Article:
16. Structure of the Millen Schist Belt (Antarctica): Clues for the tectonics of northern Victoria Land along the paleo-Pacific margin of Gondwana

    NASA Astrophysics Data System (ADS)

    Crispini, Laura; Federico, Laura; Capponi, Giovanni

    2014-04-01

    Northern Victoria Land (Antarctica) belonged to the active proto-Pacific margin of Gondwana, which was the site of convergence during the Paleozoic. This study provides new insights into the structural architecture of northern Victoria Land, focusing on the boundary area between the Bowers and Robertson Bay terranes, i.e., in the Millen Schist Belt. It is a high-strain equivalent of the adjoining terranes, presently delimited by the Leap Year and the Handler faults. Our study reveals that these two faults overprint a preexisting transitional deformational boundary and are associated with a significant syntectonic circulation of fluids and mineralization. The Millen Schist Belt consists of two lithotectonic packages, juxtaposed along the Crosscut-Aorangi duplex thrust system, related to late Ross deformation. As there is increasing evidence of a post-Ross contractional event in northern Victoria Land, we suggest that the structural architecture of the Bowers-Robertson Bay terrane boundary results from a long-lasting SW-NE contractional regime, during the Ross-Delamerian Orogeny and still active afterward. This points to an extension of the Australian Lachlan Orogeny in Antarctica. The similarity of the structural architecture, the gold mineralization, the rock type, and the age supports the correlation of the Bowers and the Robertson Bay terranes with the Stawell Zone of the Lachlan Fold Belt. In our new tectonic scenario the Lanterman Fault (northern Victoria Land) plays the same role as the Moyston Fault (southeastern Australia), and the Leap Year and Handler faults correlate with the "intra-zone faults" of the Stawell Zone (e.g., the Ararat-Stawell Fault Zone).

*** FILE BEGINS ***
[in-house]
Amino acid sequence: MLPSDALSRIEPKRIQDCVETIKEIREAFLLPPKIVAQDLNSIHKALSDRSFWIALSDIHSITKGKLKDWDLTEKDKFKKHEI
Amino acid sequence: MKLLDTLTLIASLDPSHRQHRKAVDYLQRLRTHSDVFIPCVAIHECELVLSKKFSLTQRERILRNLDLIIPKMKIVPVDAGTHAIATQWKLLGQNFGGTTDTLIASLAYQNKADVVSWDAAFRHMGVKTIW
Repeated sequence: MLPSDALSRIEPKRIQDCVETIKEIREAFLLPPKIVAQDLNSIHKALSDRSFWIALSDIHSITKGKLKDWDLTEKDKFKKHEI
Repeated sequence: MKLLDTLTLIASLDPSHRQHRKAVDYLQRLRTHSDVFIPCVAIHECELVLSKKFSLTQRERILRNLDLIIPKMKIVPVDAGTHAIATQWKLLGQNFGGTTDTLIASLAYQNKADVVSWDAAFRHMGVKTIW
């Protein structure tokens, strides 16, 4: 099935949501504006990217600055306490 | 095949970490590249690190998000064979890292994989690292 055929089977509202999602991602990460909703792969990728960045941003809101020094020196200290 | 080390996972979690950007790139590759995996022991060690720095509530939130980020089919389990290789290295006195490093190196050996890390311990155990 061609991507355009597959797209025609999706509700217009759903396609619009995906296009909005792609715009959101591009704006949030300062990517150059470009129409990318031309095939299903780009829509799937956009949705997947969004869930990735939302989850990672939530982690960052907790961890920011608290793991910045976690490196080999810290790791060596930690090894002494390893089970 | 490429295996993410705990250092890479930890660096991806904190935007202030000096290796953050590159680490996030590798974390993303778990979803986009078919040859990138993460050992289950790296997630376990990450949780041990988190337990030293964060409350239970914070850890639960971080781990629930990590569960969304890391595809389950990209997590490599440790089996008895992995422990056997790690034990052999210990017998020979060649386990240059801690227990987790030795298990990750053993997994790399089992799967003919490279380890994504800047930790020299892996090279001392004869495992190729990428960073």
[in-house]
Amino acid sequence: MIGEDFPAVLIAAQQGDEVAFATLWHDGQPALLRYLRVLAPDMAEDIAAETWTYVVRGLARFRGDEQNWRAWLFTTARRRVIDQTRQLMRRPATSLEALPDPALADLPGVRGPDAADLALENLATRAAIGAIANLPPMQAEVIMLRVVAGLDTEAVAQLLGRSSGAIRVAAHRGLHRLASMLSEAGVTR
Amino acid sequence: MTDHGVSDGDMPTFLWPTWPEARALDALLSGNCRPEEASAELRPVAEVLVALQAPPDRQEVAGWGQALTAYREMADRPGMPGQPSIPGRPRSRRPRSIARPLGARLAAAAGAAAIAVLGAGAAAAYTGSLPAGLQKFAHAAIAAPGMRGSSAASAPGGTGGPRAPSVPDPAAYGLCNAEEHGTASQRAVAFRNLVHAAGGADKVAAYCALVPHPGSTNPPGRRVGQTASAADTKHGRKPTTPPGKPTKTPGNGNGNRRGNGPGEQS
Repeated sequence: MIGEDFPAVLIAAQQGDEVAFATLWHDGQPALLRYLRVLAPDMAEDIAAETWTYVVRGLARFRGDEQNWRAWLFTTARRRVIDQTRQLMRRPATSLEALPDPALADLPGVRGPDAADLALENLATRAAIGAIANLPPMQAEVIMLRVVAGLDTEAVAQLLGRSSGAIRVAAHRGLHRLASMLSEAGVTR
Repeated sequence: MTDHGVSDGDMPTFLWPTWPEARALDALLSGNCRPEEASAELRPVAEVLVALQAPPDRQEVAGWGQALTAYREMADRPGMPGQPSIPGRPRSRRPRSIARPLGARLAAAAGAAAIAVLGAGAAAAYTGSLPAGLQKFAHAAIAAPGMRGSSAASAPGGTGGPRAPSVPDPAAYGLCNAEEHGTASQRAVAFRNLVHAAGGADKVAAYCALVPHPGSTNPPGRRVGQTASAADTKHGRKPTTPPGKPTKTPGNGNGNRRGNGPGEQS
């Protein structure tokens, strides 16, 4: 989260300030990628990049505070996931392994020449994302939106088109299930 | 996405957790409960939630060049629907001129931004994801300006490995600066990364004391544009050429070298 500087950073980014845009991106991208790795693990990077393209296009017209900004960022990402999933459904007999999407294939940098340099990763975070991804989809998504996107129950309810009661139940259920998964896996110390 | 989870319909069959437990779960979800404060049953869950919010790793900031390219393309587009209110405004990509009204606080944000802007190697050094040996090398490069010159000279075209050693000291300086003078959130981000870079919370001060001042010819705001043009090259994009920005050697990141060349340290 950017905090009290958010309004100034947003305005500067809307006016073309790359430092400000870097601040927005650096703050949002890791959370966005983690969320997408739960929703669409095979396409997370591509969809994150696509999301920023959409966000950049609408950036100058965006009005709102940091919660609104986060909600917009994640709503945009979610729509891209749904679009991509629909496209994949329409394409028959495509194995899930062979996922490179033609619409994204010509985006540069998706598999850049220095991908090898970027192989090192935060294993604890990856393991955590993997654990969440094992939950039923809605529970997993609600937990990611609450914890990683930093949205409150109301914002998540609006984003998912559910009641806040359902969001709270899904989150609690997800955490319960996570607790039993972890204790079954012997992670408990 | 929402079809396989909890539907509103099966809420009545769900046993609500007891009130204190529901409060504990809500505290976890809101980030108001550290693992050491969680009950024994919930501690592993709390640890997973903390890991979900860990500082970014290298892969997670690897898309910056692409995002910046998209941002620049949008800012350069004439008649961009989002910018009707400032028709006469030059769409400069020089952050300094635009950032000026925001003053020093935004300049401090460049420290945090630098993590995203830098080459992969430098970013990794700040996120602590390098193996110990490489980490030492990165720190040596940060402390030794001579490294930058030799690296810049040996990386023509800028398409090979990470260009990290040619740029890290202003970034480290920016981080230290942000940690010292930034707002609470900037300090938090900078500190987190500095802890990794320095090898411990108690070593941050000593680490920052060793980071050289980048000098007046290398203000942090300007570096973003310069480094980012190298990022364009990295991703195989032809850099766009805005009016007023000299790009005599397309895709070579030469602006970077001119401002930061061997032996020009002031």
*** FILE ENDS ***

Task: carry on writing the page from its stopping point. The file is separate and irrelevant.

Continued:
17. Climate dominated topography in a tectonically active mountain range

    NASA Astrophysics Data System (ADS)

    Adams, B. A.; Ehlers, T. A.

    2015-12-01

    Tests of the interactions between tectonic and climate forcing on Earth's topography often focus on the concept of steady-state whereby processes of rock deformation and erosion are opposing and equal. However, when conditions change such as the climate or tectonic rock uplift, then surface processes act to restore the balance between rock deformation and erosion by adjusting topography. Most examples of canonical steady-state mountain ranges lie within the northern hemisphere, which underwent a radical change in the Quaternary due to the onset of widespread glaciation. The activity of glaciers changed erosion rates and topography in many of these mountain ranges, which likely violates steady-state assumptions. With new topographic analysis, and existing patterns of climate and rock uplift, we explore a mountain range previously considered to be in steady-state, the Olympic Mountains, USA. The broad spatial trend in channel steepness values suggests that the locus of high rock uplift rates is coincident with the rugged range core, in a similar position as high temperature and pressure lithologies, but not in the low lying foothills as has been previously suggested by low-temperature thermochronometry. The details of our analysis suggest the dominant topographic signal in the Olympic Mountains is a spatial, and likely temporal, variation in erosional efficiency dictated by orographic precipitation, and Pleistocene glacier ELA patterns. We demonstrate the same topographic effects are recorded in the basin hypsometries of other Cenozoic mountain ranges around the world. The significant glacial overprint on topography makes the argument of mountain range steadiness untenable in significantly glaciated settings. Furthermore, our results suggest that most glaciated Cenozoic ranges are likely still in a mode of readjustment as fluvial systems change topography and erosion rates to equilibrate with rock uplift rates.